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#20 - JRL 2008-33 - JRL Home
Moscow News
February 14, 2008
Give Us a Break
By Daria Chernyshova

Russia has long been respected in global affairs, where it has long played an important role in influencing international politics. For many years its opinion was taken seriously, as it was a powerful empire with a wide sphere of influence. Yet the West, it seems, is always ready to chalk it up as a land of insignificant people. And once its power weakened, the reputation of the Russian people seems to have suffered even worse.

I don't want to suggest that Russia is an example of unsurpassed innocence and harmlessness, but it seems that it is too often described from the worst possible angle. Today, Russians are believed to set the standards for inappropriate behavior and bad manners, and the West is always ready to blame Russia, no matter what.

I am worried most about the practice of national stereotyping. The Russian people have never been worse or better than any other people, and, like others, they want to be respected. But the way Russians are represented in the foreign media - at least from what I have seen - leads to a total misunderstanding of the Russian mentality (Note: not by every thinking individual, but by the general public and mass media. And mass opinion seems to play a big part in the shaping of the image of this one particular country). What is Russia today? I mean the people, not the nation state. What do others really think about us? I got my answer over the holidays in Rome. One night there was a feature on television about New Year celebrations around the world. Fantastic fireworks and marvelous decorations were shown in the spotless European countries. And then came the broadcast on Russia: shots of the young, the elderly - all age groups - drinking alcohol and falling over in the snow, totally drunk. Great. What image of Russia would people form from this? For how long will the Russian people be associated with vodka?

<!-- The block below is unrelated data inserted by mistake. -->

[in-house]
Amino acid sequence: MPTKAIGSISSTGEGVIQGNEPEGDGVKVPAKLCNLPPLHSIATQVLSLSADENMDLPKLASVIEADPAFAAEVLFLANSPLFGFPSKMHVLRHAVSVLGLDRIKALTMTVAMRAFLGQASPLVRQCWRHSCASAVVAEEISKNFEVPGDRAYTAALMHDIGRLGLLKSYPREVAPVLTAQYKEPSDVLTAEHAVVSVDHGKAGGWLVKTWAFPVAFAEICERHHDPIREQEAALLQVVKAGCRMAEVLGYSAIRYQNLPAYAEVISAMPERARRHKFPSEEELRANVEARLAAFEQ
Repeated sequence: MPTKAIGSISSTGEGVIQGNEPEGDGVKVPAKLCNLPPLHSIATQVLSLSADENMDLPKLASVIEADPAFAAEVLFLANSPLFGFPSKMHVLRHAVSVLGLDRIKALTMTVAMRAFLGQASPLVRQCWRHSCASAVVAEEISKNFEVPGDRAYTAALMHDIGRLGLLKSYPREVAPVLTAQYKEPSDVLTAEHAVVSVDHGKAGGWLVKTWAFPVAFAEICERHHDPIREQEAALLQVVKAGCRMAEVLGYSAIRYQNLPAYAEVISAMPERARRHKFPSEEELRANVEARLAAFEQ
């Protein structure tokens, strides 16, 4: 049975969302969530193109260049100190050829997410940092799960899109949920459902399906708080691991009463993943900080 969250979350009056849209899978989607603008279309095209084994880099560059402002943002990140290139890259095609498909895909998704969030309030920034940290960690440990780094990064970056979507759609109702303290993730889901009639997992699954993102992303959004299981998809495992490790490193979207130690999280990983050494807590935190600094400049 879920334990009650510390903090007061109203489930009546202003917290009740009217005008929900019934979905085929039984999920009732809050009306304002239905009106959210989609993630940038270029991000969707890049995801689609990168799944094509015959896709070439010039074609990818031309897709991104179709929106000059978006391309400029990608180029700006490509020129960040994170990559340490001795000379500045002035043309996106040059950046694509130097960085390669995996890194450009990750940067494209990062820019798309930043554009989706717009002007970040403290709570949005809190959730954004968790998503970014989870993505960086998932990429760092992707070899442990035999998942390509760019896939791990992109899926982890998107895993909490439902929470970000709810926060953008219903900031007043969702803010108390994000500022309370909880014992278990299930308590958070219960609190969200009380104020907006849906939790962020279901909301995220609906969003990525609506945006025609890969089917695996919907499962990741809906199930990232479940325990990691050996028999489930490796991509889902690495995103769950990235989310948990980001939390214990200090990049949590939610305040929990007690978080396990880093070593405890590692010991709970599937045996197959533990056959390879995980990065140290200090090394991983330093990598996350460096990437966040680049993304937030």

A popular joke runs as follows:

"A dog breeder sells a litter of puppies abroad. Which one goes to Russia? The one named Vodka." Yet everywhere I see foreigners drinking alcohol. The Germans, for example, are famous beer lovers and drink it all day at the ski resorts. Why then is it accepted nonchalantly for them? Too many people forget that many Russians have no desire to drink.

Russian females face similar treatment. As one of them, I have the problem of being treated as a "typical Russian girl," which automatically translates into: "you must want a western man." Why would this be more true of Russia than of any other nation?

People are different and every family has its black sheep. There shouldn't be one stereotype to pigeonhole all people. Appreciate a person's values and not their passport. A nation is represented by the different faces of its citizens, and Russia continues to produce an amazing number of outstanding people and innovations.

I must add, however, that I do appreciate the respect some foreigners feel for Russia and its achievements.